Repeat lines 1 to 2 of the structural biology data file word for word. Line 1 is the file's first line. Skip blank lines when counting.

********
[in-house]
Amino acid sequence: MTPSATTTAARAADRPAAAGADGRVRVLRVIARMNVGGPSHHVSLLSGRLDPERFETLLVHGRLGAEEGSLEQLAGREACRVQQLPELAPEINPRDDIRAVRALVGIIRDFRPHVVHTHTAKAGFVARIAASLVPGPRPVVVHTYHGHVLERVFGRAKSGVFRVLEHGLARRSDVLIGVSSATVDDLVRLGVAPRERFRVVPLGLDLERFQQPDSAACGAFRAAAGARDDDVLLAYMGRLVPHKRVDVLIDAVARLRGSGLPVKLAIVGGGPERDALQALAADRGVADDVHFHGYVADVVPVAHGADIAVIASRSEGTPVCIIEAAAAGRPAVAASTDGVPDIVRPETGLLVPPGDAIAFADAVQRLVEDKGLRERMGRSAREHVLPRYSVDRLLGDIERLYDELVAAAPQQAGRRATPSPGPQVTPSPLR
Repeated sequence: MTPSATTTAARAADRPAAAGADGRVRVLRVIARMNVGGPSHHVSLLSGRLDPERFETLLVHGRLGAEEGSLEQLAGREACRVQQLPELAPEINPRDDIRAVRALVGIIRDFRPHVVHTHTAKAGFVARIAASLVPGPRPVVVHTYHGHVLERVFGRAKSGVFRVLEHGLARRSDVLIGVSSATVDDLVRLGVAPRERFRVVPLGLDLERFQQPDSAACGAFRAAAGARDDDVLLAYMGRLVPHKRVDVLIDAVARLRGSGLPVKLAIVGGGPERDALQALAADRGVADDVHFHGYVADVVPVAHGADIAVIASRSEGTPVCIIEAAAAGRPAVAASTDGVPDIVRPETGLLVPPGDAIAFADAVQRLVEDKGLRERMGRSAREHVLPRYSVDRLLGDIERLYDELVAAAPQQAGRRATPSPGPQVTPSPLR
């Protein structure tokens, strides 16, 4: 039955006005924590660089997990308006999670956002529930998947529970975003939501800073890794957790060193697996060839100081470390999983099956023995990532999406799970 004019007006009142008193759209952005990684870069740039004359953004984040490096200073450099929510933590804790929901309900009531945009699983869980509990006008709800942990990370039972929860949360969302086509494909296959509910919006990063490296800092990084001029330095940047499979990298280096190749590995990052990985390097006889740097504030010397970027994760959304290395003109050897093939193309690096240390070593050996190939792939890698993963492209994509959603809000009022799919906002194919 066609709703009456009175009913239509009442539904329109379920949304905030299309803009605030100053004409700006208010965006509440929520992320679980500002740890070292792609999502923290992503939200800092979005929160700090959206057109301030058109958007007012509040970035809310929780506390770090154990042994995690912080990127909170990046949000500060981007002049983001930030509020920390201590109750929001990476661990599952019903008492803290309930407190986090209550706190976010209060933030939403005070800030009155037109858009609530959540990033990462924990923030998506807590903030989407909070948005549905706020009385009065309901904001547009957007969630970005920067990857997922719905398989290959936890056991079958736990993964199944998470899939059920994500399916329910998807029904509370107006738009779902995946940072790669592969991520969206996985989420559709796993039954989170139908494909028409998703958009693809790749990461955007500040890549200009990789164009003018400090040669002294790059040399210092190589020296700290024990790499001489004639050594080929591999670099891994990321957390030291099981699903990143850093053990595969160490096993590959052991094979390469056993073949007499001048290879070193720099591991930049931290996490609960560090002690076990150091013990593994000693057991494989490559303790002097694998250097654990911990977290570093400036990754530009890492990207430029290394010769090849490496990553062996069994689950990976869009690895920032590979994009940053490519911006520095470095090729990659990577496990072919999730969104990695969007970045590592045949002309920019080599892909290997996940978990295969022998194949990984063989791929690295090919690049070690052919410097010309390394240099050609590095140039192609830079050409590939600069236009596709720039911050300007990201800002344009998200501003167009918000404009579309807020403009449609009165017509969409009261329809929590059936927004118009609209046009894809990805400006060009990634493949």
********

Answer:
[in-house]
Amino acid sequence: MTPSATTTAARAADRPAAAGADGRVRVLRVIARMNVGGPSHHVSLLSGRLDPERFETLLVHGRLGAEEGSLEQLAGREACRVQQLPELAPEINPRDDIRAVRALVGIIRDFRPHVVHTHTAKAGFVARIAASLVPGPRPVVVHTYHGHVLERVFGRAKSGVFRVLEHGLARRSDVLIGVSSATVDDLVRLGVAPRERFRVVPLGLDLERFQQPDSAACGAFRAAAGARDDDVLLAYMGRLVPHKRVDVLIDAVARLRGSGLPVKLAIVGGGPERDALQALAADRGVADDVHFHGYVADVVPVAHGADIAVIASRSEGTPVCIIEAAAAGRPAVAASTDGVPDIVRPETGLLVPPGDAIAFADAVQRLVEDKGLRERMGRSAREHVLPRYSVDRLLGDIERLYDELVAAAPQQAGRRATPSPGPQVTPSPLR